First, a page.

‘But what are you protesting FOR?’ What democracy means to those who protest for it

Drawing on research in four capital cities, Armine Ishkanian explains how activists view democracy. She explains why protesters often reject representative democracy in favour of more direct forms – giving them something in common with the right-wing populist movements that elected Donald Trump and helped lead to the Brexit vote. Large-scale public protest is likely to continue as the gulf between what governments can offer and what protesters want grows.

hong kong protests

Protests in Hong Kong in 2014. Photo: Studio Incendo via a CC-BY 2.0 licence

Democracy would appear to constitute one of the great paradoxes of our age. In established democracies, the recurring eruption of protest movements – from Occupy to Nuit Debout in France and the Democracy Spring movement in the US – come with low voter turnout, low approval rates of political institutions, and the rise of populist parties and politicians. This paradox has caused some to proclaim a “crisis”, the “death” of democracy. Others argue that we are experiencing interrelated crises of global capitalism and representative democracy. Despite these prognoses, democracy remains an enduring idea that continues to appeal to protesters in authoritarian settings, so much so that even after the apparent failure of the Arab uprisings in most countries, they continue to take great risks to achieve it – from Hong Kong to Harare.

It has been six years since the “squares movements” emerged. While many scholars recognise that the movements which emerged in 2011 have changed political debates by drawing greater attention to issues of inequality, debt, social justice, and the shortcomings of representative democracy, it is also clear that they have fallen short of bringing about more fundamental changes in terms of policy and governance. The grievances that initially brought people to the squares and streets in protest, have not been resolved and in some instances they have been exacerbated (e.g. Cairo).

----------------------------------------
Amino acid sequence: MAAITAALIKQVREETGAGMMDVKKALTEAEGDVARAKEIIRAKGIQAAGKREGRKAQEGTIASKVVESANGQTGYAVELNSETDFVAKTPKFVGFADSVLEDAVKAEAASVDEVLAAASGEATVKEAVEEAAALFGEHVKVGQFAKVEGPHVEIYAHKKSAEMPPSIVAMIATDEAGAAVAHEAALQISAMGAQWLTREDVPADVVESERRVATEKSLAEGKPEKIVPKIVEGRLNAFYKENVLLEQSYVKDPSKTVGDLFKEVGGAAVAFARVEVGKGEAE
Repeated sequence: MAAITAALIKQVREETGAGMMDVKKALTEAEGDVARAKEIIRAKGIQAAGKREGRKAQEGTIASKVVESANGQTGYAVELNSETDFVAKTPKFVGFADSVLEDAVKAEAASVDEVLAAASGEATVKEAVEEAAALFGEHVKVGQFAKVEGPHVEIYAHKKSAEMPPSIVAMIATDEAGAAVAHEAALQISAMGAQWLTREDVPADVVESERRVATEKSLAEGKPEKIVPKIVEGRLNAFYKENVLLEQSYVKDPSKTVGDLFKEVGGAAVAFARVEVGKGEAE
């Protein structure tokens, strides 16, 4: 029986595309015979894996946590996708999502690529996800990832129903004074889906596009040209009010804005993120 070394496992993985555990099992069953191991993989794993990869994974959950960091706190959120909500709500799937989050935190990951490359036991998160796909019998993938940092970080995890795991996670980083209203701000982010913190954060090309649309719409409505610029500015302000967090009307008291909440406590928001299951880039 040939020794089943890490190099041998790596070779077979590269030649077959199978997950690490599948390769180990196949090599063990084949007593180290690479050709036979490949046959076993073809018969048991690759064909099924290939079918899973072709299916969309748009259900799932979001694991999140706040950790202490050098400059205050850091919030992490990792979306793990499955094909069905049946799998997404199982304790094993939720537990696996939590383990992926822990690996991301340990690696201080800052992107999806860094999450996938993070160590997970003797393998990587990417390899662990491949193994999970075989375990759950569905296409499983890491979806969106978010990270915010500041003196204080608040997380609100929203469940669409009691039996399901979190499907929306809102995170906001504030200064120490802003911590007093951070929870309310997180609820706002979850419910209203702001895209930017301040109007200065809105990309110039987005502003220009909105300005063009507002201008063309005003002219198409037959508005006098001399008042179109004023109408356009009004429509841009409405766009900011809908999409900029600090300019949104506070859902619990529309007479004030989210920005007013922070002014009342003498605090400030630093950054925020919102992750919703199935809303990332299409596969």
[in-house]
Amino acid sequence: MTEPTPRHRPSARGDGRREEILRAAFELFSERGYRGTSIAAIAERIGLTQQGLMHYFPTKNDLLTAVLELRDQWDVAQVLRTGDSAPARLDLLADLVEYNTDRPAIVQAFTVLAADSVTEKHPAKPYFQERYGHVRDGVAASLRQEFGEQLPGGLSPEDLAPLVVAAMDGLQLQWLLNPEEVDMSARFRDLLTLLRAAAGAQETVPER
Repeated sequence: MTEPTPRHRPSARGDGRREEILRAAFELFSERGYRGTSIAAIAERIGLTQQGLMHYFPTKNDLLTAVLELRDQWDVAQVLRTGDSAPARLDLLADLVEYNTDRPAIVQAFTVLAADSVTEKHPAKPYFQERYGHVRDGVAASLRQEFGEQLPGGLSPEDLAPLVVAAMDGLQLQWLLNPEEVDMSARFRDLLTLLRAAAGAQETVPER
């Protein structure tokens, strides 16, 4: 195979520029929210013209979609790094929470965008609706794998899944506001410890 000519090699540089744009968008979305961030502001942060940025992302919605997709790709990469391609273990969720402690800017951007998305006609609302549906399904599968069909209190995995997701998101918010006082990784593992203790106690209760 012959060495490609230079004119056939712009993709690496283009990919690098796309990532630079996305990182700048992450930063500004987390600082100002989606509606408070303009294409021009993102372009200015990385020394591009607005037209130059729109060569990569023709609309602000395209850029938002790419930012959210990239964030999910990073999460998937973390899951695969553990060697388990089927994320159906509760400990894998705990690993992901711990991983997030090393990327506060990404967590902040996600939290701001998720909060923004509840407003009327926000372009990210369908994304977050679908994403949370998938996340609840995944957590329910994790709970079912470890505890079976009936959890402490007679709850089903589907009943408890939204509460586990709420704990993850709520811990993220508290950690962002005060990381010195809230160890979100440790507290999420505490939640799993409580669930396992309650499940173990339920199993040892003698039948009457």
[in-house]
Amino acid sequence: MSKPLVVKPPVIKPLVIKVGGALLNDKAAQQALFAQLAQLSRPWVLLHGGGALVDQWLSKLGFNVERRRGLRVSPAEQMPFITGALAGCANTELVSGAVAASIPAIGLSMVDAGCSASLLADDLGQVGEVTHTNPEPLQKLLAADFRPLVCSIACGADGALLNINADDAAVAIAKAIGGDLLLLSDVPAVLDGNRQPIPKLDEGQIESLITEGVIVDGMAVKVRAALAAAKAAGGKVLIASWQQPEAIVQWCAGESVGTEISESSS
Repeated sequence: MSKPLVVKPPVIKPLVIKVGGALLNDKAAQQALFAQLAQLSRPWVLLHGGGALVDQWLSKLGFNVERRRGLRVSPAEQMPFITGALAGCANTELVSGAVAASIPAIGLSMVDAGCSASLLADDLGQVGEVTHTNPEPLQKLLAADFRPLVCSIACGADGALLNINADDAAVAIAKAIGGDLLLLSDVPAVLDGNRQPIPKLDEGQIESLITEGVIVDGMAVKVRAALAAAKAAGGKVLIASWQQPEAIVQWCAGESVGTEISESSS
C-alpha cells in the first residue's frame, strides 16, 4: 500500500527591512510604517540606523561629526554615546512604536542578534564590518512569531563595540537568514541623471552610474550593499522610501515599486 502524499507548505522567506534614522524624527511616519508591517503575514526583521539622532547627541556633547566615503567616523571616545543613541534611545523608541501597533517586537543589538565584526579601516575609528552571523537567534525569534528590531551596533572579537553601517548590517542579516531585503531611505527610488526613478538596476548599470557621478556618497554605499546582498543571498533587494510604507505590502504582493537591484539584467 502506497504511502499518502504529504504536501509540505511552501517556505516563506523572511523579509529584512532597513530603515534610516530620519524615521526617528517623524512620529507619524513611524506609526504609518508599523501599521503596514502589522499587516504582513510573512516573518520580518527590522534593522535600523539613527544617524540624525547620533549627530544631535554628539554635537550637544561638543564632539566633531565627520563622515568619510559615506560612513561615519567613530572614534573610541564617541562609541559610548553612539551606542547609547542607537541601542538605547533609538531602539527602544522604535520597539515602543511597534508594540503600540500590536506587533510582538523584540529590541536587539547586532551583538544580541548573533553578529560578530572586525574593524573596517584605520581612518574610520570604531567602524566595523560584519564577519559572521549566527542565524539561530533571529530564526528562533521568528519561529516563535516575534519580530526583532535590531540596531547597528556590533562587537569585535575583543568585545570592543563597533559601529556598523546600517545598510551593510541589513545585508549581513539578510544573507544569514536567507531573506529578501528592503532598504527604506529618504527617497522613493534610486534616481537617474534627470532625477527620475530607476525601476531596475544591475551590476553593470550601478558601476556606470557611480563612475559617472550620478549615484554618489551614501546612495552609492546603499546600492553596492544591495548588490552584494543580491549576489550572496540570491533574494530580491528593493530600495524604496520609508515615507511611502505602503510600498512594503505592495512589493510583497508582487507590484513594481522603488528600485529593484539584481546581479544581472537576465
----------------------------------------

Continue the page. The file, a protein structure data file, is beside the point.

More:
Moreover, drawing on the same sense of discontent with the status quo, populist parties have grown stronger. Six years on from the height of the Arab Spring, Occupy, and anti-austerity movements, the deeper commonalities we uncovered in the activist conceptions of democracy have lasting implications which social scientists studying democratisation and democracy should take note.

In a recent article, which draws on research with activists in Athens, Cairo, London, and Moscow, Marlies Glasius and I ask two questions. First, what did democracy mean for the protesters in the squares, and were there shared understandings and conceptualisations of democracy? Second, how have activists’ understandings of democracy shaped their organisational processes? While much research on the state of democracy rests on surveys or analyses of voter turnout and party membership, our work sought to shed light on both the discontent with and the appeal of democracy through interviewing activists. The latter included those who took part in sustained street activism – either demanding democracy or contesting the defects of their democratic system. Such activists  have variously been described as active, critical or insurgent citizens.